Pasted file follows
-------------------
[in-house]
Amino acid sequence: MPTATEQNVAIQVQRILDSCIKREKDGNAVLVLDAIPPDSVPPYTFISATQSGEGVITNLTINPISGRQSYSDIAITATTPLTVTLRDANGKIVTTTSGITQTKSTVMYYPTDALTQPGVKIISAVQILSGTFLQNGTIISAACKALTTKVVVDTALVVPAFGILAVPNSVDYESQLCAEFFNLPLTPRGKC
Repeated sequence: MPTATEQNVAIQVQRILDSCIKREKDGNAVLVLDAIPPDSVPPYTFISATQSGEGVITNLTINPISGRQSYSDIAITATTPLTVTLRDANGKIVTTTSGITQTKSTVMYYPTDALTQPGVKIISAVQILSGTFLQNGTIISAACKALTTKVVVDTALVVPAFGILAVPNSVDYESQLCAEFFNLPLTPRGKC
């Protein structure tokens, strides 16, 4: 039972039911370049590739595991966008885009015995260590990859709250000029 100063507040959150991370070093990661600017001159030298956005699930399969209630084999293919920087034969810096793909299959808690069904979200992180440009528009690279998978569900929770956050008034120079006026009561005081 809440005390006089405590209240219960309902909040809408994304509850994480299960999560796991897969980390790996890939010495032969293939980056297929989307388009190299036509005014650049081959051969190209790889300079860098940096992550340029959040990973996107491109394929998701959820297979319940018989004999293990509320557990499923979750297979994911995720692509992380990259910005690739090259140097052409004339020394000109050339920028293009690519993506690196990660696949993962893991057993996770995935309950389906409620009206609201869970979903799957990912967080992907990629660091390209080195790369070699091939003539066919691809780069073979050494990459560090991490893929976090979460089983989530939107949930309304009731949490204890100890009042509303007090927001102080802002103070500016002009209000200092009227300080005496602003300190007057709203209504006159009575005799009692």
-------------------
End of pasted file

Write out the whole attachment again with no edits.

[in-house]
Amino acid sequence: MPTATEQNVAIQVQRILDSCIKREKDGNAVLVLDAIPPDSVPPYTFISATQSGEGVITNLTINPISGRQSYSDIAITATTPLTVTLRDANGKIVTTTSGITQTKSTVMYYPTDALTQPGVKIISAVQILSGTFLQNGTIISAACKALTTKVVVDTALVVPAFGILAVPNSVDYESQLCAEFFNLPLTPRGKC
Repeated sequence: MPTATEQNVAIQVQRILDSCIKREKDGNAVLVLDAIPPDSVPPYTFISATQSGEGVITNLTINPISGRQSYSDIAITATTPLTVTLRDANGKIVTTTSGITQTKSTVMYYPTDALTQPGVKIISAVQILSGTFLQNGTIISAACKALTTKVVVDTALVVPAFGILAVPNSVDYESQLCAEFFNLPLTPRGKC
């Protein structure tokens, strides 16, 4: 039972039911370049590739595991966008885009015995260590990859709250000029 100063507040959150991370070093990661600017001159030298956005699930399969209630084999293919920087034969810096793909299959808690069904979200992180440009528009690279998978569900929770956050008034120079006026009561005081 809440005390006089405590209240219960309902909040809408994304509850994480299960999560796991897969980390790996890939010495032969293939980056297929989307388009190299036509005014650049081959051969190209790889300079860098940096992550340029959040990973996107491109394929998701959820297979319940018989004999293990509320557990499923979750297979994911995720692509992380990259910005690739090259140097052409004339020394000109050339920028293009690519993506690196990660696949993962893991057993996770995935309950389906409620009206609201869970979903799957990912967080992907990629660091390209080195790369070699091939003539066919691809780069073979050494990459560090991490893929976090979460089983989530939107949930309304009731949490204890100890009042509303007090927001102080802002103070500016002009209000200092009227300080005496602003300190007057709203209504006159009575005799009692």